Background. It has been suggested that headings within multiple-choice tests positively affect test performance; however, there is little research to date to either support or reject this hypothesis. Aims. Do headings within multiple-choice tests facilitate test performance? Sample. The available sample for this study included employees of a large manufacturing plant in the western part of the United States (N=143). Participants ranged in age from 26 to 64 years old; the median age was 44 years old. Method. The experimental group received a multiple-choice recertification test with headings included; the control group received the same test without headings. The data were analysed by analysis of covariance. Results. A significant difference was obtained for the treatment main effect, F(1,140)=4.33 (p<.04), with a calculated effect size for headings over no headings of es=0.33. Post hoc analysis of item difficulty data suggests that headings may have the greatest effect on less difficult test items and have little effect on difficult test items. Conclusions. The findings of the present study indicate that headings within multiple-choice tests positively affect test performance. Perhaps more importantly, the findings indicate that headings may differentially impact test items of differing difficulty. Further research is recommended.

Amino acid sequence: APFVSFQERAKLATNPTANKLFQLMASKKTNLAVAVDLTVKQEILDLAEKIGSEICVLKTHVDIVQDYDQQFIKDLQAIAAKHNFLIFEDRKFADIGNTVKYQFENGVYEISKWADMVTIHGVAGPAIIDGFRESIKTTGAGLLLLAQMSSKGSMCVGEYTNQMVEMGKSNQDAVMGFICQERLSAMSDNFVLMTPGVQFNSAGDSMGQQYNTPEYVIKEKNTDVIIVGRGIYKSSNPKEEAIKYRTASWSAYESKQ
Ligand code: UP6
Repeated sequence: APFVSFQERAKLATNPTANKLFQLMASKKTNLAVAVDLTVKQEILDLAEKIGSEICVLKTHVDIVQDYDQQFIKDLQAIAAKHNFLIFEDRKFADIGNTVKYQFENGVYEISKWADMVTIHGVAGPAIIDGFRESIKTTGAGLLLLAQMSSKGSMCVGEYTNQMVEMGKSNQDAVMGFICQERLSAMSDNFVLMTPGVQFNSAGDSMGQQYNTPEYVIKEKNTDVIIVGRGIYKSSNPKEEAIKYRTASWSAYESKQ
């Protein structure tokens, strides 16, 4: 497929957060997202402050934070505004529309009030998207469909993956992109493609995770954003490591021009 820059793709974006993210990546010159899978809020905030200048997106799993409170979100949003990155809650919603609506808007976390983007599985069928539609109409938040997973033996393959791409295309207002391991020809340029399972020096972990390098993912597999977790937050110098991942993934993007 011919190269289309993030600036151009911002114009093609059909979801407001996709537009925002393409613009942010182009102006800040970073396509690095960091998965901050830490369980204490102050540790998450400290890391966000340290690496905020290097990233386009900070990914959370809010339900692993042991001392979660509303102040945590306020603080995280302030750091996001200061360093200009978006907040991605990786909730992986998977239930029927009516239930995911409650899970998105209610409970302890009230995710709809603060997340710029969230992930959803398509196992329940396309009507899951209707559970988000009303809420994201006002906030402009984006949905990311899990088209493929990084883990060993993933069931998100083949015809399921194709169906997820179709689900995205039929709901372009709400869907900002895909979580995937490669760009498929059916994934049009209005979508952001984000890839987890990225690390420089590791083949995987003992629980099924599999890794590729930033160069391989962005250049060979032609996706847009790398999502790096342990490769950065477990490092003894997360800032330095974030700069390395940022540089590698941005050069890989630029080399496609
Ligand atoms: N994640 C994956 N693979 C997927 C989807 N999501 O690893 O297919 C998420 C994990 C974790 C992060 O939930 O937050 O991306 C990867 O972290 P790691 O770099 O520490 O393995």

|Original language||English (US)|
|Number of pages||7|
|Journal||British Journal of Educational Psychology|
|State||Published - Mar 1997|
All Science Journal Classification (ASJC) codes
- Developmental and Educational Psychology